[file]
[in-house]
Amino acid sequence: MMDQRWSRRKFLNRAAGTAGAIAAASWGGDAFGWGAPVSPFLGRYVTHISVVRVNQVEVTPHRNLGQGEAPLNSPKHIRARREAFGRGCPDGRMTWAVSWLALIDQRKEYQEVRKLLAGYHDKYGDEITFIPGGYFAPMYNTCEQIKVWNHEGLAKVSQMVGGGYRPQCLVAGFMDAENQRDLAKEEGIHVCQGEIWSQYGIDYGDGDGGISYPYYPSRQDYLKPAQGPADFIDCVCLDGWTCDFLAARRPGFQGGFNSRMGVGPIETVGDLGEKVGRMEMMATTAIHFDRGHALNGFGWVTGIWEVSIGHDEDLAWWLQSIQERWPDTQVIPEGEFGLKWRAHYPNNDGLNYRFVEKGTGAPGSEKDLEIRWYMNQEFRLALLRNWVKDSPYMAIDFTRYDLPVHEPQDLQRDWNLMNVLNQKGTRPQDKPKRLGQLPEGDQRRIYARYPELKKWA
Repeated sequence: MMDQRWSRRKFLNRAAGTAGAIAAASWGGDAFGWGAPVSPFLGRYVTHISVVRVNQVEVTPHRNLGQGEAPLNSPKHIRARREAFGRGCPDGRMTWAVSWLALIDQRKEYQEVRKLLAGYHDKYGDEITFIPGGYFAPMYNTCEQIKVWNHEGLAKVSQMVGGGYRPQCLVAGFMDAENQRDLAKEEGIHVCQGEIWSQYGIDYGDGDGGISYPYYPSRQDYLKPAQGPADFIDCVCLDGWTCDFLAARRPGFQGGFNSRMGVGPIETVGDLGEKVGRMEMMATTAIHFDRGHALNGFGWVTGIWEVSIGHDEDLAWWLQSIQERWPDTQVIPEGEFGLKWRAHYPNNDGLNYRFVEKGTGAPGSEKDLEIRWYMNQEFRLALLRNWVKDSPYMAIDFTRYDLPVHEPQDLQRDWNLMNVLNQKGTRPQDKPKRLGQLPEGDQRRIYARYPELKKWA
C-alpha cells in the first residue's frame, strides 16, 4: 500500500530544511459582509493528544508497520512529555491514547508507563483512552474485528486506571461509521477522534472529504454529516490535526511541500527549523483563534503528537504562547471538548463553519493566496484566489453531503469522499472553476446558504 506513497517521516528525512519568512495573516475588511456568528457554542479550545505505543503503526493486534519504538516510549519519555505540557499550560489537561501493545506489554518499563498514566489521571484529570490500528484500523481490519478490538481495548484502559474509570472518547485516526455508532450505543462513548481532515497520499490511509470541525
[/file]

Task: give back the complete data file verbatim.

[in-house]
Amino acid sequence: MMDQRWSRRKFLNRAAGTAGAIAAASWGGDAFGWGAPVSPFLGRYVTHISVVRVNQVEVTPHRNLGQGEAPLNSPKHIRARREAFGRGCPDGRMTWAVSWLALIDQRKEYQEVRKLLAGYHDKYGDEITFIPGGYFAPMYNTCEQIKVWNHEGLAKVSQMVGGGYRPQCLVAGFMDAENQRDLAKEEGIHVCQGEIWSQYGIDYGDGDGGISYPYYPSRQDYLKPAQGPADFIDCVCLDGWTCDFLAARRPGFQGGFNSRMGVGPIETVGDLGEKVGRMEMMATTAIHFDRGHALNGFGWVTGIWEVSIGHDEDLAWWLQSIQERWPDTQVIPEGEFGLKWRAHYPNNDGLNYRFVEKGTGAPGSEKDLEIRWYMNQEFRLALLRNWVKDSPYMAIDFTRYDLPVHEPQDLQRDWNLMNVLNQKGTRPQDKPKRLGQLPEGDQRRIYARYPELKKWA
Repeated sequence: MMDQRWSRRKFLNRAAGTAGAIAAASWGGDAFGWGAPVSPFLGRYVTHISVVRVNQVEVTPHRNLGQGEAPLNSPKHIRARREAFGRGCPDGRMTWAVSWLALIDQRKEYQEVRKLLAGYHDKYGDEITFIPGGYFAPMYNTCEQIKVWNHEGLAKVSQMVGGGYRPQCLVAGFMDAENQRDLAKEEGIHVCQGEIWSQYGIDYGDGDGGISYPYYPSRQDYLKPAQGPADFIDCVCLDGWTCDFLAARRPGFQGGFNSRMGVGPIETVGDLGEKVGRMEMMATTAIHFDRGHALNGFGWVTGIWEVSIGHDEDLAWWLQSIQERWPDTQVIPEGEFGLKWRAHYPNNDGLNYRFVEKGTGAPGSEKDLEIRWYMNQEFRLALLRNWVKDSPYMAIDFTRYDLPVHEPQDLQRDWNLMNVLNQKGTRPQDKPKRLGQLPEGDQRRIYARYPELKKWA
C-alpha cells in the first residue's frame, strides 16, 4: 500500500530544511459582509493528544508497520512529555491514547508507563483512552474485528486506571461509521477522534472529504454529516490535526511541500527549523483563534503528537504562547471538548463553519493566496484566489453531503469522499472553476446558504 506513497517521516528525512519568512495573516475588511456568528457554542479550545505505543503503526493486534519504538516510549519519555505540557499550560489537561501493545506489554518499563498514566489521571484529570490500528484500523481490519478490538481495548484502559474509570472518547485516526455508532450505543462513548481532515497520499490511509470541525